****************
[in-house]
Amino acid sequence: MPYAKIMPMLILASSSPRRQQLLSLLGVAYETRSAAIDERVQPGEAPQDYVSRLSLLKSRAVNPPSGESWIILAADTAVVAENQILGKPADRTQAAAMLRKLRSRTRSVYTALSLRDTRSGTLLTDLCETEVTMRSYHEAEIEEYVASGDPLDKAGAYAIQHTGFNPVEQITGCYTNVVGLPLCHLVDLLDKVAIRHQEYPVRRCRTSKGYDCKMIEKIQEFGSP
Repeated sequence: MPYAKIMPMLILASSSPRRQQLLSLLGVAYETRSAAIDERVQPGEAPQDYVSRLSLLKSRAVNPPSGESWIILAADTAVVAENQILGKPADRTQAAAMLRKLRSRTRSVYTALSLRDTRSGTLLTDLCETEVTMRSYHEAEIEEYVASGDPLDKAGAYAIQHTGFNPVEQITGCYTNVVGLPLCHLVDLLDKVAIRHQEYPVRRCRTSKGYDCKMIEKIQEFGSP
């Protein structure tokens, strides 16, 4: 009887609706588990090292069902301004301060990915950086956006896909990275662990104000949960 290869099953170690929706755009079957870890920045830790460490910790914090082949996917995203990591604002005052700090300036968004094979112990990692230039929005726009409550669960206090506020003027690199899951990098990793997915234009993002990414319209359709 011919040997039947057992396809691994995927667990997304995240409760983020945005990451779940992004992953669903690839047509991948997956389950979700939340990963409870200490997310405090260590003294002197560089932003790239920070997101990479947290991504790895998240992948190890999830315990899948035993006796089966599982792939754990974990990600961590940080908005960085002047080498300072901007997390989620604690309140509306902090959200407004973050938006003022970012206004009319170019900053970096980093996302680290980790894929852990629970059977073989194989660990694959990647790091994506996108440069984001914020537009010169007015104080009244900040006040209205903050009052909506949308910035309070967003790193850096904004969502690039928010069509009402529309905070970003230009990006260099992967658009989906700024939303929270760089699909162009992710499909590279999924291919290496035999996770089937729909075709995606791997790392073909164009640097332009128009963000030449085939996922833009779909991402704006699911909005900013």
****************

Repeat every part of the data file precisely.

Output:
[in-house]
Amino acid sequence: MPYAKIMPMLILASSSPRRQQLLSLLGVAYETRSAAIDERVQPGEAPQDYVSRLSLLKSRAVNPPSGESWIILAADTAVVAENQILGKPADRTQAAAMLRKLRSRTRSVYTALSLRDTRSGTLLTDLCETEVTMRSYHEAEIEEYVASGDPLDKAGAYAIQHTGFNPVEQITGCYTNVVGLPLCHLVDLLDKVAIRHQEYPVRRCRTSKGYDCKMIEKIQEFGSP
Repeated sequence: MPYAKIMPMLILASSSPRRQQLLSLLGVAYETRSAAIDERVQPGEAPQDYVSRLSLLKSRAVNPPSGESWIILAADTAVVAENQILGKPADRTQAAAMLRKLRSRTRSVYTALSLRDTRSGTLLTDLCETEVTMRSYHEAEIEEYVASGDPLDKAGAYAIQHTGFNPVEQITGCYTNVVGLPLCHLVDLLDKVAIRHQEYPVRRCRTSKGYDCKMIEKIQEFGSP
């Protein structure tokens, strides 16, 4: 009887609706588990090292069902301004301060990915950086956006896909990275662990104000949960 290869099953170690929706755009079957870890920045830790460490910790914090082949996917995203990591604002005052700090300036968004094979112990990692230039929005726009409550669960206090506020003027690199899951990098990793997915234009993002990414319209359709 011919040997039947057992396809691994995927667990997304995240409760983020945005990451779940992004992953669903690839047509991948997956389950979700939340990963409870200490997310405090260590003294002197560089932003790239920070997101990479947290991504790895998240992948190890999830315990899948035993006796089966599982792939754990974990990600961590940080908005960085002047080498300072901007997390989620604690309140509306902090959200407004973050938006003022970012206004009319170019900053970096980093996302680290980790894929852990629970059977073989194989660990694959990647790091994506996108440069984001914020537009010169007015104080009244900040006040209205903050009052909506949308910035309070967003790193850096904004969502690039928010069509009402529309905070970003230009990006260099992967658009989906700024939303929270760089699909162009992710499909590279999924291919290496035999996770089937729909075709995606791997790392073909164009640097332009128009963000030449085939996922833009779909991402704006699911909005900013």